Monday, April 19, 2010

Flying- A Five Step Program

I love flying.

The first time I flew in an airplane, (well, I haven't flown any other way) I was traveling between the exotic locales of Cleveland and Boston. I was hooked and glued to the window. The flight attendant had to try three or four times to get my attention to offer me some peanuts; I took the bag and put my nose right back on the window. Now, this is pretty much standard procedure for me; but, probably soon, the airlines will be charging for the peanuts and I won't be distracted at all.

But, there is another side. No, it isn't a love/hate relationship I have with flying, it is a love/scared-shitless-I-may-not-make-it-alive-time-to-make-it-right-with-everyone relationship. I experience this every time, but only during take-off and landing. Especially take-off, though. The business people around me (all two of them who fly coach) are completely unfazed after logging ten-thousand hours in flight; the kids are too busy doing the inevitable bouncing on and kicking the seat in front of them to know the difference; other people have ingested enough alcohol through their ten dollar drinks at the airport that if something really bad happened, they would be immolated so fast they wouldn't know what happened.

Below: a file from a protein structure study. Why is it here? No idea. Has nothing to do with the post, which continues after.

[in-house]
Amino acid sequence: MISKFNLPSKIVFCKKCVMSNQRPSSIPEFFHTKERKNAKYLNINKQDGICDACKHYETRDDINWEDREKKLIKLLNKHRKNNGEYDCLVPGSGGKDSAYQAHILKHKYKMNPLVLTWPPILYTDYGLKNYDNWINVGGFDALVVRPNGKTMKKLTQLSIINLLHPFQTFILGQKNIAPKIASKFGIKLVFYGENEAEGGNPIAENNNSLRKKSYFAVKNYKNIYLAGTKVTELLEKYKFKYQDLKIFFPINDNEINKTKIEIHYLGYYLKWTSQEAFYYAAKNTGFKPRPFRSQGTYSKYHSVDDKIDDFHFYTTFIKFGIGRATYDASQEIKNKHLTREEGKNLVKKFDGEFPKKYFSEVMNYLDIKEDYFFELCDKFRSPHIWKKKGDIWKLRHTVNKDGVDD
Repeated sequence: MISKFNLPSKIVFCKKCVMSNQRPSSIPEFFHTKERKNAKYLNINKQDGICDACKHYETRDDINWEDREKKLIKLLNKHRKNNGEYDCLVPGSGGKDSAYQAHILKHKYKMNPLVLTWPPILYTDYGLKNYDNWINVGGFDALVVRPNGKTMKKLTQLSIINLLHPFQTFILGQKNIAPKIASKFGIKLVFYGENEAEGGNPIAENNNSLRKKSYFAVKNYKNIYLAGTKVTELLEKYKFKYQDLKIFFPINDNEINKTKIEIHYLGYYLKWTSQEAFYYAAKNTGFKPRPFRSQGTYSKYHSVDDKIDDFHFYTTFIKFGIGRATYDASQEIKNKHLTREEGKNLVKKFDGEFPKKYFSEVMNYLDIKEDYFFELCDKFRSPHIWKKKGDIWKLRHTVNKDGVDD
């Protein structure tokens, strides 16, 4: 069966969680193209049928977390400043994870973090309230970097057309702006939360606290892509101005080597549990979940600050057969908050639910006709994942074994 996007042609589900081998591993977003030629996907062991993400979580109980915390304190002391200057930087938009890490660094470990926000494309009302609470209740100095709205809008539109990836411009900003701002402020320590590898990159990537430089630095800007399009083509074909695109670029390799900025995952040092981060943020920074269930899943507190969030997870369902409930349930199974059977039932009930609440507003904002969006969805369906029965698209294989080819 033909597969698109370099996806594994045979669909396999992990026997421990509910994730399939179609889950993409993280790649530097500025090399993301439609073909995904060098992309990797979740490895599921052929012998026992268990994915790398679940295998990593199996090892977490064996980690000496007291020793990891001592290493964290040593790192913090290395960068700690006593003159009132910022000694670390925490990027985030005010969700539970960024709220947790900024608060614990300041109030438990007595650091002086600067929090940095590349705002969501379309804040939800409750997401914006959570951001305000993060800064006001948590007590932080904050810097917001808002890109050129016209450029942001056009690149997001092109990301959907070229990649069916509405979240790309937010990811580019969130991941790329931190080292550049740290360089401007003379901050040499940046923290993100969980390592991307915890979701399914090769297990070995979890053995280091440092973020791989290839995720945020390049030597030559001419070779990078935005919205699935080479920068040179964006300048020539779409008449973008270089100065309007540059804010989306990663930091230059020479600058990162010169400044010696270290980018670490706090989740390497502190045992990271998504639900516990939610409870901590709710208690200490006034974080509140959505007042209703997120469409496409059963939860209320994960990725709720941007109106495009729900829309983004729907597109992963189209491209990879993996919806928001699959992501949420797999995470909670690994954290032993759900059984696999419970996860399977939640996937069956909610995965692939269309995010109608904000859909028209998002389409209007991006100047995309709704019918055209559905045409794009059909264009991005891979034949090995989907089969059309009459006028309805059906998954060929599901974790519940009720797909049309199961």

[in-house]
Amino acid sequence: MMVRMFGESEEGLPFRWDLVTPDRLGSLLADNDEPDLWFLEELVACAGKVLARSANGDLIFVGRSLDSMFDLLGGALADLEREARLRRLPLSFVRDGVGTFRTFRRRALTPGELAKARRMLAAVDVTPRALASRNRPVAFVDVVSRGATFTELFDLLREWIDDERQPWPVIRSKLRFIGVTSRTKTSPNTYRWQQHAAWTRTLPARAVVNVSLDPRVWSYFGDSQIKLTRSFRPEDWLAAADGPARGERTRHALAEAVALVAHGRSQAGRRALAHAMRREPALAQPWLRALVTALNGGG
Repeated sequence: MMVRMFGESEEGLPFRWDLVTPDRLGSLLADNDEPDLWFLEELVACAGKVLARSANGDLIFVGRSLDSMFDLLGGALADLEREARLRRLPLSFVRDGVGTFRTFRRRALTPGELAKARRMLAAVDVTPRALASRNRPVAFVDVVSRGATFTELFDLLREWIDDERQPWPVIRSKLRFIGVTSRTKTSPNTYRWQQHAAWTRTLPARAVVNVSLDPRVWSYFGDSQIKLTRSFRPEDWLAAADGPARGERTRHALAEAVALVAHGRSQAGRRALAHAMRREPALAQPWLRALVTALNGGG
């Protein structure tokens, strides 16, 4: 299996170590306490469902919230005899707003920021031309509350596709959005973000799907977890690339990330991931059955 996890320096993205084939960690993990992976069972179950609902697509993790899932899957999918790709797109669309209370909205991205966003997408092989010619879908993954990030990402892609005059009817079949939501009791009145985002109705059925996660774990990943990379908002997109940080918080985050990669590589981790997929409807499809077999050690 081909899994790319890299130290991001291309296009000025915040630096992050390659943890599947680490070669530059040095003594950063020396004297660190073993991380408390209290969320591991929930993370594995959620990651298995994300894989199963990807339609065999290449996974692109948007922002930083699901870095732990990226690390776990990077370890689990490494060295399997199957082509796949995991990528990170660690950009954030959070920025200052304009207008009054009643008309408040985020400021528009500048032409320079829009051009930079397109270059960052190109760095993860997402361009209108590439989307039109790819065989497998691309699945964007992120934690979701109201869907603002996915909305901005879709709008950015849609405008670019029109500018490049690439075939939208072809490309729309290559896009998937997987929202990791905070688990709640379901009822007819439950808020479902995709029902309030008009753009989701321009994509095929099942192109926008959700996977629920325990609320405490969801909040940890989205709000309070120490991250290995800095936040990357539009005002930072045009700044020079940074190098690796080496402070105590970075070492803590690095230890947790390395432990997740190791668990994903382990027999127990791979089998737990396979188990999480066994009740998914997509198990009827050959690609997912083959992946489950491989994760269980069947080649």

Me? I go through a real quick version of the K├╝bler-Ross model for facing death.

1. Denial
a. I tell myself about how infrequent a plane crash is.
Of course, it can happen as infrequently as the Chicago Cubs winning the World Series; it only has to happen once to moi.
b. I tell myself driving a car is much more risky.
Yeah right. I've been in car accidents. Hell, I've been in a six-car pile-up in Maryland and, as far as I remember, it didn't involve falling thousands of feet.